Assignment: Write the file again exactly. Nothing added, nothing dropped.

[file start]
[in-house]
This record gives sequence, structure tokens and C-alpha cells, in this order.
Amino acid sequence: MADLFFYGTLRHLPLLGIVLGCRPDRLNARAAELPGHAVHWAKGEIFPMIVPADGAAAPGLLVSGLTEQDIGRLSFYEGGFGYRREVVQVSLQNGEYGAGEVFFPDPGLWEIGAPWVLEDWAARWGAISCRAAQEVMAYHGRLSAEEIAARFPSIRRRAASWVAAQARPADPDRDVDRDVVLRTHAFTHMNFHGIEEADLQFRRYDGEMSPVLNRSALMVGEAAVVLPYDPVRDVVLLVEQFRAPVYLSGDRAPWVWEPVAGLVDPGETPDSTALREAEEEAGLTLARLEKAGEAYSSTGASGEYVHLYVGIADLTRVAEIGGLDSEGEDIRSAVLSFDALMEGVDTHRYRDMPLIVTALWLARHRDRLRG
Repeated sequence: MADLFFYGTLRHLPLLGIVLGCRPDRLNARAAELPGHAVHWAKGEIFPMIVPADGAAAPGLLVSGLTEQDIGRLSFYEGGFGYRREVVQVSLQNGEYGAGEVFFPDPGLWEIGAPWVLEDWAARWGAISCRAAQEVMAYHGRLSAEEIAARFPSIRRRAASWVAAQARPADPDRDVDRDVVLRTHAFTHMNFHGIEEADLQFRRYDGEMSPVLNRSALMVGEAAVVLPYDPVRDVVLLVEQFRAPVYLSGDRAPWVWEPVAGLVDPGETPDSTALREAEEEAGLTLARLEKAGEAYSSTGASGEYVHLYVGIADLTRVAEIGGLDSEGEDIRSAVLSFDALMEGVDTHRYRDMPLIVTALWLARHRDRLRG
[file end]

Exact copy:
[in-house]
This record gives sequence, structure tokens and C-alpha cells, in this order.
Amino acid sequence: MADLFFYGTLRHLPLLGIVLGCRPDRLNARAAELPGHAVHWAKGEIFPMIVPADGAAAPGLLVSGLTEQDIGRLSFYEGGFGYRREVVQVSLQNGEYGAGEVFFPDPGLWEIGAPWVLEDWAARWGAISCRAAQEVMAYHGRLSAEEIAARFPSIRRRAASWVAAQARPADPDRDVDRDVVLRTHAFTHMNFHGIEEADLQFRRYDGEMSPVLNRSALMVGEAAVVLPYDPVRDVVLLVEQFRAPVYLSGDRAPWVWEPVAGLVDPGETPDSTALREAEEEAGLTLARLEKAGEAYSSTGASGEYVHLYVGIADLTRVAEIGGLDSEGEDIRSAVLSFDALMEGVDTHRYRDMPLIVTALWLARHRDRLRG
Repeated sequence: MADLFFYGTLRHLPLLGIVLGCRPDRLNARAAELPGHAVHWAKGEIFPMIVPADGAAAPGLLVSGLTEQDIGRLSFYEGGFGYRREVVQVSLQNGEYGAGEVFFPDPGLWEIGAPWVLEDWAARWGAISCRAAQEVMAYHGRLSAEEIAARFPSIRRRAASWVAAQARPADPDRDVDRDVVLRTHAFTHMNFHGIEEADLQFRRYDGEMSPVLNRSALMVGEAAVVLPYDPVRDVVLLVEQFRAPVYLSGDRAPWVWEPVAGLVDPGETPDSTALREAEEEAGLTLARLEKAGEAYSSTGASGEYVHLYVGIADLTRVAEIGGLDSEGEDIRSAVLSFDALMEGVDTHRYRDMPLIVTALWLARHRDRLRG